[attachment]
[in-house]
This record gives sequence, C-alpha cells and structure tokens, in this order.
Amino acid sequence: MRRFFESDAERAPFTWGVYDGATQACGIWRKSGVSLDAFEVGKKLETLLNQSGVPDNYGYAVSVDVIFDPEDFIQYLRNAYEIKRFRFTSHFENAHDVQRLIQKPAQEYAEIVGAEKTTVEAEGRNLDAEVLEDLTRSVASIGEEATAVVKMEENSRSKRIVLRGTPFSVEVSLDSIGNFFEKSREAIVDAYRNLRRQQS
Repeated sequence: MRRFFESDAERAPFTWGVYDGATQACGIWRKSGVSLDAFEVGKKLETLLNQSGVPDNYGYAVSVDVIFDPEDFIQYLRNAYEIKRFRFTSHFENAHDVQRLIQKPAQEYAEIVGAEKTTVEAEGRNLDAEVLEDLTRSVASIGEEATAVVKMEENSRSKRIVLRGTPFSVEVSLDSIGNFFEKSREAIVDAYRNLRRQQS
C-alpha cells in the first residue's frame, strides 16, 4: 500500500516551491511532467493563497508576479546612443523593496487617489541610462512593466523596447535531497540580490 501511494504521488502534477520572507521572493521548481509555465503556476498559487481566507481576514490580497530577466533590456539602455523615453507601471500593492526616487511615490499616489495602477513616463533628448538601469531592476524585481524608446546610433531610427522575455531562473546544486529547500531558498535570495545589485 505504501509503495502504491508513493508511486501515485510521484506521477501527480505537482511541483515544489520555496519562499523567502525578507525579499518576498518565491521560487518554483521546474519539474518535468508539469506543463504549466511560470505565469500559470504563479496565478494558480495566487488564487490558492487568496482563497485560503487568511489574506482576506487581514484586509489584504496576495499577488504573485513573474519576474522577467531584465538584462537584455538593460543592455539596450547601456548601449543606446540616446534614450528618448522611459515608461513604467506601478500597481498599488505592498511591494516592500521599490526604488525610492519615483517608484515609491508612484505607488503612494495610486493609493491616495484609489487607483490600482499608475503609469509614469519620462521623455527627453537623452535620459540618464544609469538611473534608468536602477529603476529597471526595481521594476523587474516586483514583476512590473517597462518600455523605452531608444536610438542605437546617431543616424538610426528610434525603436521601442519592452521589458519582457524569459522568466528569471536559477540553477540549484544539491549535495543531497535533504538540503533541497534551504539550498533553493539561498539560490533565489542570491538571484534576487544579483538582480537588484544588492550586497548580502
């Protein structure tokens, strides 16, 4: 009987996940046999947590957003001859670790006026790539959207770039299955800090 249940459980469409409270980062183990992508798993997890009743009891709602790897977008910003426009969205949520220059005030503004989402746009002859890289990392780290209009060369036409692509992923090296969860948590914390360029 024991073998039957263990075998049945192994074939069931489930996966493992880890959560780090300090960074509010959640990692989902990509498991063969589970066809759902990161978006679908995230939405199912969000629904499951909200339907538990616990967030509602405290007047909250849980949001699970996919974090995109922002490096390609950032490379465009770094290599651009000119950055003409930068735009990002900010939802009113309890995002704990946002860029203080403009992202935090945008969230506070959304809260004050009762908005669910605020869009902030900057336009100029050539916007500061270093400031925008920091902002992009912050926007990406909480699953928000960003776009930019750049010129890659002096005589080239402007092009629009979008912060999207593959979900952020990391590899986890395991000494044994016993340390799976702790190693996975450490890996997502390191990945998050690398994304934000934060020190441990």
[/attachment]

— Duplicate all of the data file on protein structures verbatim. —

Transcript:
[in-house]
This record gives sequence, C-alpha cells and structure tokens, in this order.
Amino acid sequence: MRRFFESDAERAPFTWGVYDGATQACGIWRKSGVSLDAFEVGKKLETLLNQSGVPDNYGYAVSVDVIFDPEDFIQYLRNAYEIKRFRFTSHFENAHDVQRLIQKPAQEYAEIVGAEKTTVEAEGRNLDAEVLEDLTRSVASIGEEATAVVKMEENSRSKRIVLRGTPFSVEVSLDSIGNFFEKSREAIVDAYRNLRRQQS
Repeated sequence: MRRFFESDAERAPFTWGVYDGATQACGIWRKSGVSLDAFEVGKKLETLLNQSGVPDNYGYAVSVDVIFDPEDFIQYLRNAYEIKRFRFTSHFENAHDVQRLIQKPAQEYAEIVGAEKTTVEAEGRNLDAEVLEDLTRSVASIGEEATAVVKMEENSRSKRIVLRGTPFSVEVSLDSIGNFFEKSREAIVDAYRNLRRQQS
C-alpha cells in the first residue's frame, strides 16, 4: 500500500516551491511532467493563497508576479546612443523593496487617489541610462512593466523596447535531497540580490 501511494504521488502534477520572507521572493521548481509555465503556476498559487481566507481576514490580497530577466533590456539602455523615453507601471500593492526616487511615490499616489495602477513616463533628448538601469531592476524585481524608446546610433531610427522575455531562473546544486529547500531558498535570495545589485 505504501509503495502504491508513493508511486501515485510521484506521477501527480505537482511541483515544489520555496519562499523567502525578507525579499518576498518565491521560487518554483521546474519539474518535468508539469506543463504549466511560470505565469500559470504563479496565478494558480495566487488564487490558492487568496482563497485560503487568511489574506482576506487581514484586509489584504496576495499577488504573485513573474519576474522577467531584465538584462537584455538593460543592455539596450547601456548601449543606446540616446534614450528618448522611459515608461513604467506601478500597481498599488505592498511591494516592500521599490526604488525610492519615483517608484515609491508612484505607488503612494495610486493609493491616495484609489487607483490600482499608475503609469509614469519620462521623455527627453537623452535620459540618464544609469538611473534608468536602477529603476529597471526595481521594476523587474516586483514583476512590473517597462518600455523605452531608444536610438542605437546617431543616424538610426528610434525603436521601442519592452521589458519582457524569459522568466528569471536559477540553477540549484544539491549535495543531497535533504538540503533541497534551504539550498533553493539561498539560490533565489542570491538571484534576487544579483538582480537588484544588492550586497548580502
């Protein structure tokens, strides 16, 4: 009987996940046999947590957003001859670790006026790539959207770039299955800090 249940459980469409409270980062183990992508798993997890009743009891709602790897977008910003426009969205949520220059005030503004989402746009002859890289990392780290209009060369036409692509992923090296969860948590914390360029 024991073998039957263990075998049945192994074939069931489930996966493992880890959560780090300090960074509010959640990692989902990509498991063969589970066809759902990161978006679908995230939405199912969000629904499951909200339907538990616990967030509602405290007047909250849980949001699970996919974090995109922002490096390609950032490379465009770094290599651009000119950055003409930068735009990002900010939802009113309890995002704990946002860029203080403009992202935090945008969230506070959304809260004050009762908005669910605020869009902030900057336009100029050539916007500061270093400031925008920091902002992009912050926007990406909480699953928000960003776009930019750049010129890659002096005589080239402007092009629009979008912060999207593959979900952020990391590899986890395991000494044994016993340390799976702790190693996975450490890996997502390191990945998050690398994304934000934060020190441990």